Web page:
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Occupational Safety and Health Administration OSHA

Inspection Detail

Inspection: 310569991 - Winner Aviation

Inspection Information - Office: Cleveland

Nr: 310569991Report ID: 0522300Open Date: 04/10/2007

Winner Aviation
1453 Youngstown Kingsville Road
Vienna, OH 44473
Union Status: NonUnion
SIC: 4581/Airports, Flying Fields, and Airport Terminal Services
NAICS: 488190/Other Support Activities for Air Transportation

Inspection Type:Accident
Scope:Partial Advanced Notice:N
Ownership:Private
Safety/Health:Safety Close Conference:09/12/2007
Close Case:01/29/2008

Related Activity:TypeIDSafetyHealth
 Accident100104280    

Violation Summary
Serious Willful Repeat Other Unclass Total
Initial Violations 2 3 5
Current Violations 1 3 4
Initial Penalty $3,750 $0 $0 $0 $0 $3,750
Current Penalty $2,000 $0 $0 $0 $0 $2,000
FTA Amount $0 $0 $0 $0 $0 $0

Violation Items
# ID Type Standard Issuance Abate Curr$ Init$ Fta$ Contest LastEvent
  1. 01001 Other 19100147 C01 09/14/2007 11/01/2007 $0 $1,250 $0 I - Informal Settlement
  2. 01002 Serious 19100303 B02 09/14/2007 09/19/2007 $2,000 $2,500 $0 I - Informal Settlement
Deleted 3. 02001 Other 19100147 C07 IB 09/14/2007 11/01/2007 $0 $0 $0 I - Informal Settlement
  4. 02002 Other 19100157 G02 09/14/2007 11/01/2007 $0 $0 $0 -
  5. 02003 Other 19100178 L04 III 09/14/2007 11/01/2007 $0 $0 $0 -

Accident Investigation Summary
Summary Nr: 200102754Event: 04/09/2007Employee Is Crushed And Killed By Closing Hangar Door
At 9:08 a.m. on April 9, 2007, Employee #1 was working at the Youngstown-Warren Regional Airport, between Youngstown and Warren, Ohio. He was working alone, when he was notified that Hangar 2 North needed to be opened up for an inbound flight. The hangar is equipped with two personnel access doors mounted in the aircraft hangar doors for employee access. Although both doors were locked, Employee #1 did not get the keys from the land shack. When the 19 foot 7 inch-wide aircraft hangar doors were in their closed position, the door frame was 3 inches from the hangar frame. This 3 inch space was taken up by a flexible rubber weather seal. The doors were operated using constant pressure control buttons mounted on the inside of the hangar door, 11.75 inches from the leading edge. The door controls consisted of two buttons, "open" and "close," that required the operator to maintain constant pressure and accompany the door as it was being opened or closed to ensure that the door pathway was clear of obstructions. The lead door was motorized, and it moved the other doors through a cascading-type opening and closing process. The lead door had two limit switches installed, one for the "doors open" position and another for the "doors closed" position. Anyone moving the doors ran them until the open or closed limit switch was activated, stopping the door movement, or until he released the control button prior to activation of the limit switches. The control buttons were recessed in a ring guard to prevent inadvertent activation, but approximately two years ago, the controls had been modified by a previous tenant. Holes had been drilled through the ring guards to allow the insertion of a 2.5-inch-long nail that was kept suspended by a chain next to the controls. The nail could be inserted through the holes in the ring guard to hold constant pressure on the buttons. This modification allowed the doors to open and close until the limit switch was reached without having an operator accompany them. On the day of the accident, it appears that the doors had been previously closed by use of the nail. Employee #1 arrived outside the hangar door and stuck his arm around the door and through the rubber seal to the control buttons on the inside of the hangar. At this time, the nail was still holding the "close" button switch depressed. When Employee #1 pressed the "open" button, the door started to open, and he started through the gap between the door and the door frame. When he released the "open" button, however, the "close door" circuit was energized, as the nail was holding the "close" button depressed. The door immediately started to close, catching Employee #1 between the door and the frame, and crushing his head, chest, and body. He was found pinned in the door, with the door motor deenergized through activation of the motor's overheat thermal disconnect switch. He had been killed.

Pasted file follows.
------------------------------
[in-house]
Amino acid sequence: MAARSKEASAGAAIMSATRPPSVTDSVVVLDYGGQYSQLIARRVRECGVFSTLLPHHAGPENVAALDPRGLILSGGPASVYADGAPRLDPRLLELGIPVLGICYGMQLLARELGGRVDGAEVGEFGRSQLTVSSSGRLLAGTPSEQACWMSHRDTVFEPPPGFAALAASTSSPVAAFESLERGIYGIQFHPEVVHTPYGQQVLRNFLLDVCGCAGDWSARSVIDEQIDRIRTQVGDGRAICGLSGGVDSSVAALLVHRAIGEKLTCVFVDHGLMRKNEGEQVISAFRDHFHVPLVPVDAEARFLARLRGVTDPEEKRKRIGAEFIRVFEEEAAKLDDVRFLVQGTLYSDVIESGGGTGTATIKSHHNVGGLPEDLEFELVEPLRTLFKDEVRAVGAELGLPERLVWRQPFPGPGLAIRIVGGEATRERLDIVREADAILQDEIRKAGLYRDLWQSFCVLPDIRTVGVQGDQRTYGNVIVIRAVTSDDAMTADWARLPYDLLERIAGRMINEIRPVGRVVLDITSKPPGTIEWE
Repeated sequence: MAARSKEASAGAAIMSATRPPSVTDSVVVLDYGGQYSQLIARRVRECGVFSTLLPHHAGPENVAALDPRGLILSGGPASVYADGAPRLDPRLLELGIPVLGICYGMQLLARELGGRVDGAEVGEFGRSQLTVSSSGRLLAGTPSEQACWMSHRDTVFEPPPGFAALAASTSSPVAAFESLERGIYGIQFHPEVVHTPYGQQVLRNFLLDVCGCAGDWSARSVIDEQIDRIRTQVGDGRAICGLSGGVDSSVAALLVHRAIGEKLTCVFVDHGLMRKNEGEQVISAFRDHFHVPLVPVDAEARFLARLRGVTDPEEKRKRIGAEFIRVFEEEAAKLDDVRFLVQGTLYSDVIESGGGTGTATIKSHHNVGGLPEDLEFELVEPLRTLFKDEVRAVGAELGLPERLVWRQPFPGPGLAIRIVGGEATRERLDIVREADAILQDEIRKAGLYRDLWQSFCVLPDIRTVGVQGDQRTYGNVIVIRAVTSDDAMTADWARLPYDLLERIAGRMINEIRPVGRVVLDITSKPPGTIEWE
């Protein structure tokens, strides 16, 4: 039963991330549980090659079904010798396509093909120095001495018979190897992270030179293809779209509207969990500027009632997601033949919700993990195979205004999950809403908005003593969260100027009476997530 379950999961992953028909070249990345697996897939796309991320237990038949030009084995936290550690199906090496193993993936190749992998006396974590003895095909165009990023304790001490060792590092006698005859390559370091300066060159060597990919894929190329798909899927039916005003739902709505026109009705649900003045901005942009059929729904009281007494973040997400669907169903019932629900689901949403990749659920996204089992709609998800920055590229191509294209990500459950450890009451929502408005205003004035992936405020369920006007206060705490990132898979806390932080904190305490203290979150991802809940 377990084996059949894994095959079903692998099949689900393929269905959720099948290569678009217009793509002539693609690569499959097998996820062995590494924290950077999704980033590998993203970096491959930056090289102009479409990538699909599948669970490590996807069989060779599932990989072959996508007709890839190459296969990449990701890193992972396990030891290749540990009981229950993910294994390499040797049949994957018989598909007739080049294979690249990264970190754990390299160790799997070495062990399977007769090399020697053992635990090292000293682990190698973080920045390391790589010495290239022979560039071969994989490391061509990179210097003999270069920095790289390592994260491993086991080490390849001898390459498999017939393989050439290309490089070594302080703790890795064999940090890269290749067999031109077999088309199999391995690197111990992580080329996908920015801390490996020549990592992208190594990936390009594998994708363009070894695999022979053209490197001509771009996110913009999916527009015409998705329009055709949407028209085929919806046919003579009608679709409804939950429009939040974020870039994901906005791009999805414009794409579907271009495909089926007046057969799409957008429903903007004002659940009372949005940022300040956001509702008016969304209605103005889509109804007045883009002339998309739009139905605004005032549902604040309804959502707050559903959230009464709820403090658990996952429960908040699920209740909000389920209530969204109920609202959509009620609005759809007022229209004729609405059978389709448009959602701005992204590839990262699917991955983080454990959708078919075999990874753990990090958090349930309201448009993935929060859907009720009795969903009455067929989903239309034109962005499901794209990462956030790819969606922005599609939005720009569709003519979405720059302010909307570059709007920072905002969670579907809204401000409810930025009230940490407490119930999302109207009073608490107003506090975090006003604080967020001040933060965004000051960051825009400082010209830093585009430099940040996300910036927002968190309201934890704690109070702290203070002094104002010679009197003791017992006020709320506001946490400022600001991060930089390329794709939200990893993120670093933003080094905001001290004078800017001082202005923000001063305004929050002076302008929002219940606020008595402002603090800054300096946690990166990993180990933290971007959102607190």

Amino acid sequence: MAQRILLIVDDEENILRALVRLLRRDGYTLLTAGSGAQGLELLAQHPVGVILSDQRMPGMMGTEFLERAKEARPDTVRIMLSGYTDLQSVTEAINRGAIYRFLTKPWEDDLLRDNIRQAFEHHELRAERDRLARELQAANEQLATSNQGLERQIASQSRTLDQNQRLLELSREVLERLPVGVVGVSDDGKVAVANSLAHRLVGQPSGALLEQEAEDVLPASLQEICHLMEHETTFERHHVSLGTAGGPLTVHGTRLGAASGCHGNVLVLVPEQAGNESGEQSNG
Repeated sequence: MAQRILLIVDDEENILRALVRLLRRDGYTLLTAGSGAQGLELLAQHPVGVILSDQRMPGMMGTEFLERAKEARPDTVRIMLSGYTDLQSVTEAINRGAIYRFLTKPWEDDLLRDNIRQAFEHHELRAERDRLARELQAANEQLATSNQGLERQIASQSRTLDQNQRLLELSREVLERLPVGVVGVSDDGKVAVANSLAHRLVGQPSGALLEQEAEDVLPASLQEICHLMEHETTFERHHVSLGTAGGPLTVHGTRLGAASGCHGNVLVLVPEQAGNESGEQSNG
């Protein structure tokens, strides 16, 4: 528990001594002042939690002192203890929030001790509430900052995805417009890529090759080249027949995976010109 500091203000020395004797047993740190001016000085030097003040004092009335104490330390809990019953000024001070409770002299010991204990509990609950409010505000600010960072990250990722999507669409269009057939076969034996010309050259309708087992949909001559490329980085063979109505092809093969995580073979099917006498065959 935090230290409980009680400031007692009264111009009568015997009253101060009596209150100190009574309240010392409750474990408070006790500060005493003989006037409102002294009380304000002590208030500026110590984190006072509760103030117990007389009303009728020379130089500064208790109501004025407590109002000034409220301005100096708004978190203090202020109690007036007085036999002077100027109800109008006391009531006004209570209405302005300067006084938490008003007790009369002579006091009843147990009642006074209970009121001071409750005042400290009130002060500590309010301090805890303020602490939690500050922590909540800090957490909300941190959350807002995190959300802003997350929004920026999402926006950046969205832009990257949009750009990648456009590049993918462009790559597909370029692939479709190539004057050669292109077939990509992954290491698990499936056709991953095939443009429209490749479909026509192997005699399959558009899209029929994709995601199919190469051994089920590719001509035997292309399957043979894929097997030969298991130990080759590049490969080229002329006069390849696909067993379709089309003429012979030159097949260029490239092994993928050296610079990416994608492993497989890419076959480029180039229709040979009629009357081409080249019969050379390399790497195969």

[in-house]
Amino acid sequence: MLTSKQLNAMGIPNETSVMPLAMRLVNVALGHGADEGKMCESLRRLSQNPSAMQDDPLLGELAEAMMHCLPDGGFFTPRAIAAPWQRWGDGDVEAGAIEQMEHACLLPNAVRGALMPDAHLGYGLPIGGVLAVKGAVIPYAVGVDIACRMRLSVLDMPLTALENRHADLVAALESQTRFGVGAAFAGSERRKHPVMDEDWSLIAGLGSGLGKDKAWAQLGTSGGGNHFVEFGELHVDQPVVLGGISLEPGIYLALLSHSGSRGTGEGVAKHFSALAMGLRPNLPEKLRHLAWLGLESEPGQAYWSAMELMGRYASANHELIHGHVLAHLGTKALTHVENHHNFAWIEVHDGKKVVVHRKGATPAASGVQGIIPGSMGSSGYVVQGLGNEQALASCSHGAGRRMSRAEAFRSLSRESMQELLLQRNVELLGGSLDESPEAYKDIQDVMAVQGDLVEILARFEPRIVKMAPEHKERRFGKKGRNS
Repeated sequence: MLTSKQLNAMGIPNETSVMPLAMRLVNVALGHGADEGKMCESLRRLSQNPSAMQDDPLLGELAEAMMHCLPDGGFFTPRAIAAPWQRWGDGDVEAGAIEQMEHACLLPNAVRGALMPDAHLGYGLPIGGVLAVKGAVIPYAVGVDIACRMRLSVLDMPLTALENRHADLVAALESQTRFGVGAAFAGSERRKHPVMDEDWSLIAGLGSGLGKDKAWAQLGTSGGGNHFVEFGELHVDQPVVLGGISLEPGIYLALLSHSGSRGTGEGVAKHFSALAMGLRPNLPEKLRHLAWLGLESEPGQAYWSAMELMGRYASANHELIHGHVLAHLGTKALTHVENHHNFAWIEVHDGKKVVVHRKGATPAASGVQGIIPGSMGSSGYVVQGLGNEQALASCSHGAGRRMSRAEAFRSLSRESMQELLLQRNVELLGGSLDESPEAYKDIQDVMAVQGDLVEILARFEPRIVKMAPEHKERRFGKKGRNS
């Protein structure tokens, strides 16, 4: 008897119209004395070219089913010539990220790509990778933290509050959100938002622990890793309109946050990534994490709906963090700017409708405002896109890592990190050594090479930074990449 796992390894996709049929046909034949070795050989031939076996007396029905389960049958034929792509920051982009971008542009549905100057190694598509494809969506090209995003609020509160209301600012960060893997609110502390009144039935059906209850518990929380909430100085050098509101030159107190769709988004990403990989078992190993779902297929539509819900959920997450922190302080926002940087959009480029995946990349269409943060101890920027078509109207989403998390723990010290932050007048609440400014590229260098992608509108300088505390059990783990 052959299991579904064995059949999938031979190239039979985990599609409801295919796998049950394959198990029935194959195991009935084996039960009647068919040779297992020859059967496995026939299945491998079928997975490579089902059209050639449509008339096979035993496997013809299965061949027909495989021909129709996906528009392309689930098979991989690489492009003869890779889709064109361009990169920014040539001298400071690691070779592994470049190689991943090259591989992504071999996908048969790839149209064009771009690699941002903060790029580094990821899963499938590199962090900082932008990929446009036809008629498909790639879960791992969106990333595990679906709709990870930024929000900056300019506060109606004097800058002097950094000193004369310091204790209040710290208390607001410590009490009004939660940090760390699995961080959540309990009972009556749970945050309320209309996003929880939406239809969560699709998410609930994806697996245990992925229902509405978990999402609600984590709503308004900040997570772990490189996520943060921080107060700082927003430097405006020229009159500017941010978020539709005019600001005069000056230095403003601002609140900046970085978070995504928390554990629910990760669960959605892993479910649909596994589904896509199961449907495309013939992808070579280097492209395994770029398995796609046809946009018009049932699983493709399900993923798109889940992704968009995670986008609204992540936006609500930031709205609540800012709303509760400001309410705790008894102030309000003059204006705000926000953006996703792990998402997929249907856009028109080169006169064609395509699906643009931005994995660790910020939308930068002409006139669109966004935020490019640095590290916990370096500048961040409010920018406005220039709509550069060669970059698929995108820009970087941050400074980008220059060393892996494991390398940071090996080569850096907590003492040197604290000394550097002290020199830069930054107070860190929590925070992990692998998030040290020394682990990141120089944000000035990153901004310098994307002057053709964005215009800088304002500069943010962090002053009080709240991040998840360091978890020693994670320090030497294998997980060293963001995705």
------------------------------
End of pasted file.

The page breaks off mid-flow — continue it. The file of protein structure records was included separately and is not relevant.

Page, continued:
Keywords: chest, head, airport, deadman control, interlock, caught between, crushed, elderly, door, equipment approval
Inspection Degree Nature Occupation
1 310569991 Fatality Other Occupation not reported

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